protective equipment for healthcare workers. When a Doctors Without Borders team arrived
at a hospital, which was at the center of the outbreak, they found that it operated
without water and electricity. Because of the disease’s association with
death, locals treated healthcare workers with hostility and refused getting treatment. Coming up, we’re going to take a look at
how Marburg virus disease can kill you and later on we’ll learn how one government
tried to weaponize it. As MARV or its lesser-known relative the Ravn
virus, or RAVV, enter the body they cause Marburg virus disease also known as Marburg
hemorrhaging fever. The incubation period is, on average, between
five to nine days. First symptoms include a high fever, a severe
headache, rashes, vomiting, diarrhea and abdominal pain. Within a few days the disease progresses to
include shortness of breath, edema, encephalitis and conjunctivitis. The combination of symptoms may cause sufferers
to become confused, delirious and aggressive. After the onset of bleeding symptoms, the
sufferer will either recover or die. Blood may leak from the gums, nose or appear
in the form of ecchymosis, a subcutaneous bleeding spot similar to bruises. The sufferer may experience bloody stools
or vomiting blood. A state of convalescence follows as multiple
organs begin to shut down. Death, on average, occurs within two weeks
after the onset of the first symptoms. Even if it doesn’t kill a patient initially,
MARV is known to persist in the body and may reactivate or be transmitted through sperm
and even breastmilk or amniotic fluid. Number 2 Research as a Biological Weapon
We’ve previously mentioned that Marburg virus disease has also been detected in the
Soviet Union. It didn’t occur naturally, however, as it
was part of a biological weapons research program. At least three separate institutions were
researching warfare applications of the deadly virus during the Cold War. There was also one accident at a facility
in Koltsovo, in 1988, which resulted in the death of a researcher named Nikolai Ustinov. The research was highly classified so it’s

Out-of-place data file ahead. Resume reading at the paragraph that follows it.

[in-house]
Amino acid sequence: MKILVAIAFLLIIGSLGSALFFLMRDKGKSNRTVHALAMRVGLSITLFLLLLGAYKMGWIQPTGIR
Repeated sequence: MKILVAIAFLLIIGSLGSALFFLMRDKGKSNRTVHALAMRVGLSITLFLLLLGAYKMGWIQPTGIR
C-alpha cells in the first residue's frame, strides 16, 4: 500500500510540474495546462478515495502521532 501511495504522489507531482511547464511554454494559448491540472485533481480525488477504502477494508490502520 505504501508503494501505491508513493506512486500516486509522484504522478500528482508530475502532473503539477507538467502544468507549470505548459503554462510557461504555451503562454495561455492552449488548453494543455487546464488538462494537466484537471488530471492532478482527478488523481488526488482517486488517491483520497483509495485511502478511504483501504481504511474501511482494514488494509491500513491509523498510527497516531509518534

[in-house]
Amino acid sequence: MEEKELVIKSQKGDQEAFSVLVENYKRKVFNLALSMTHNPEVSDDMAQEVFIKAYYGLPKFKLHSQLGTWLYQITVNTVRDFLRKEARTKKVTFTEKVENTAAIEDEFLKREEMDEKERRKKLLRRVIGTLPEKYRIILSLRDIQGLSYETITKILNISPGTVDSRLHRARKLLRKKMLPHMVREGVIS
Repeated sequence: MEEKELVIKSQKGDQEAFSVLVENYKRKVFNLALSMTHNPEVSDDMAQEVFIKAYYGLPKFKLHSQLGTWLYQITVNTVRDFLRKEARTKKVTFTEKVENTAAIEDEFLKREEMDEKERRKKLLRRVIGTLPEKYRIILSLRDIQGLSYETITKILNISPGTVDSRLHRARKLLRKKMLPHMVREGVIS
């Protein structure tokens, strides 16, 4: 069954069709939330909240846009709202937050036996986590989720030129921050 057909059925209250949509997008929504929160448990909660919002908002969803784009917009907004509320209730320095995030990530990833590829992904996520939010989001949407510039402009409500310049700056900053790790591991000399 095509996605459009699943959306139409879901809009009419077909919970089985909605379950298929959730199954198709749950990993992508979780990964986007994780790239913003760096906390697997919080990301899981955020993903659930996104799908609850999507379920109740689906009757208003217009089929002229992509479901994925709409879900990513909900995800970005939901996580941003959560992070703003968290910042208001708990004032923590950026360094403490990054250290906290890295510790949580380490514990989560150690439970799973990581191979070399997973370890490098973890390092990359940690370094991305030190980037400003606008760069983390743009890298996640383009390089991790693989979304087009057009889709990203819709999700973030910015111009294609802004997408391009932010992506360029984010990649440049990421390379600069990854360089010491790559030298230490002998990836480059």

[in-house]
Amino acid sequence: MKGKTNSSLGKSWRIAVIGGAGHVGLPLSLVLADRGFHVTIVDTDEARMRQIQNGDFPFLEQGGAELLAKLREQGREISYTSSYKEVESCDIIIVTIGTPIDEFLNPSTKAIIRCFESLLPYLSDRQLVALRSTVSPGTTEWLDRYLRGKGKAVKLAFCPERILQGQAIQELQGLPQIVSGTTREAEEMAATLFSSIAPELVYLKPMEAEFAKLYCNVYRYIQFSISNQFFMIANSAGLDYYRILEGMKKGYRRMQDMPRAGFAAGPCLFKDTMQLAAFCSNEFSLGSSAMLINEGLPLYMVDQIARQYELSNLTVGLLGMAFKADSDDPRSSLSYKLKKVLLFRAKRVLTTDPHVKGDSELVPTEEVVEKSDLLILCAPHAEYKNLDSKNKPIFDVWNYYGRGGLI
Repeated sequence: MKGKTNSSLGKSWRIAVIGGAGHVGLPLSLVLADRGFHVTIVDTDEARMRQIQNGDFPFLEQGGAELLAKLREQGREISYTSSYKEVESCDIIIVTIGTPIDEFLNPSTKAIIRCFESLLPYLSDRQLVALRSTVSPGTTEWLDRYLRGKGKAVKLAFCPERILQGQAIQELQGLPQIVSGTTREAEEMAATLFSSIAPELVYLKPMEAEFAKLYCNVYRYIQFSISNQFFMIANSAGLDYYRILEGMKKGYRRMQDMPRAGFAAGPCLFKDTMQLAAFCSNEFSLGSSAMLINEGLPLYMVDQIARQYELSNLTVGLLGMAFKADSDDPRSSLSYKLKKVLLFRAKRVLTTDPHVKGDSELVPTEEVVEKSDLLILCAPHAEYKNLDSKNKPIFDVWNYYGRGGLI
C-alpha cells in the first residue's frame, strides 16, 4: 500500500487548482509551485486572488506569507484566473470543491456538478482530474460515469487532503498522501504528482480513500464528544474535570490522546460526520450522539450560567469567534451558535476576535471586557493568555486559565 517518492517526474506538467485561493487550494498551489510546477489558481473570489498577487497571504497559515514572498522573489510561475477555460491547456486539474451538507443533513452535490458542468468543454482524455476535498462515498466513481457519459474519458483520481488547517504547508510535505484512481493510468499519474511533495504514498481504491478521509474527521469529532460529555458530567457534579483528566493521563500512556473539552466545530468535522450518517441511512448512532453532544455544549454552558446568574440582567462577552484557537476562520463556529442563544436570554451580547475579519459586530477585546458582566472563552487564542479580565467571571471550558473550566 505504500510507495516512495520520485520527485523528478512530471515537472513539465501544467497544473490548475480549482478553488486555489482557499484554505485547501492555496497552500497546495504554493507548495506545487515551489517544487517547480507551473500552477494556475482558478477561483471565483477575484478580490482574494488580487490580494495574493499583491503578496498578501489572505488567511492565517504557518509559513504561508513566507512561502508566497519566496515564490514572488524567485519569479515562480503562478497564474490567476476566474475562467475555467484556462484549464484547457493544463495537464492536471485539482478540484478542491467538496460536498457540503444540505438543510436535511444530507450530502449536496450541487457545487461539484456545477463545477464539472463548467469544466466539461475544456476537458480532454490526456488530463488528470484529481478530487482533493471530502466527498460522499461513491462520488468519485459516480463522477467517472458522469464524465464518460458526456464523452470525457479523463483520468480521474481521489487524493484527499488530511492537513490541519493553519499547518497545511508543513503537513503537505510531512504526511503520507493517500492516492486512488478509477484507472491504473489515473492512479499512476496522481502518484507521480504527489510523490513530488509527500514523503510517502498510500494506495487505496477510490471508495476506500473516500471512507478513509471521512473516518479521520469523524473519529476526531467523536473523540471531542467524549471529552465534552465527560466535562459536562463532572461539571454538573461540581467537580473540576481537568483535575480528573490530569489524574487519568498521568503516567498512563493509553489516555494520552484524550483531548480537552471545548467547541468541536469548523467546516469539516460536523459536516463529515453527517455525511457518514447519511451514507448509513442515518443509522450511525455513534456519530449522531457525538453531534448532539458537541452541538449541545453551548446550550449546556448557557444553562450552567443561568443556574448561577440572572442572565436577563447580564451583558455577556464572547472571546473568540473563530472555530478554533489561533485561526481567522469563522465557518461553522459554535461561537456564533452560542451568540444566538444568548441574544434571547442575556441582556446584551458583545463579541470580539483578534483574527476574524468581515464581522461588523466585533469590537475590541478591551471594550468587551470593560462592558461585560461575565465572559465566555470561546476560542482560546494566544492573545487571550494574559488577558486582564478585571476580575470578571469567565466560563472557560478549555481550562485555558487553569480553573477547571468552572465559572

still unclear how far the Soviets got towards a weaponized version of the virus. According to biological warfare expert and
Soviet Union defector Ken Alibek, the progress was indeed substantial. He claimed that a MARV-containing weapon was
tested at a base in the Kazakh Soviet Socialist Republic, on the territory of present-day
Kazakhstan. Before we move on to the country with the
most MARV outbreaks, let’s see what can be done to survive Marburg virus disease. As of the making of this video there is no
cure or proper vaccine available for Marburg virus disease. An early diagnosis is the best chance of survival
if you’re infected. Immediate supportive treatment includes antibiotics
to combat secondary infections and balancing fluids to prevent dehydration. It’s also important to maintain oxygen levels
and control blood coagulation. In the first stage of the disease drugs should
be administered to prevent the formation of blood clots. Later in the infection pro-coagulants should
be administered to control excessive bleeding. Since the disease has a high fatality rate,
prevention is the best course of action. This means avoiding the places where the virus
exists in nature as well as avoiding skin-to-skin contact with people you believe may be infected. MARV doesn’t get transmitted by aerosol
during MVD outbreaks. Its primary means of transmission among humans
is through excretions, body fluids and possibly contaminated materials and utensils. The virus requires biosafety level 4-equivalent
containment, the highest safety level available. Those working with viral samples in a laboratory
setting should receive proper training in multi-layered safety protocols. Number 1 2017 Outbreak in Uganda
Uganda seems to be ground zero for the Marburg virus as the country with the most recorded
outbreaks. Nearly every instance of MVD travelling across
intercontinental lines has been traced back to the African country. Five separate outbreaks from 2007 to 2017
have involved roughly two dozen cases of human infection and 14 confirmed deaths. Hundreds of individuals were under surveillance
for the virus through contact tracing. In the most recent outbreaks the index case,
meaning the first person known to have contracted the disease, was a game hunter. The man lived near the mountain caves where
the bats harboring Marburg viruses dwelled. He transmitted the disease to another family
member and she died as well. They were, however, the only two confirmed
fatalities in the 2017 outbreak. In recent years, the Ugandan Ministry of Health
has collaborated with international organizations, like UNICEF, the WHO and Doctors Without Borders,
to improve the way the country deals with viral outbreaks. Thanks for watching! Be sure to click on one of the links on your
screen for more videos!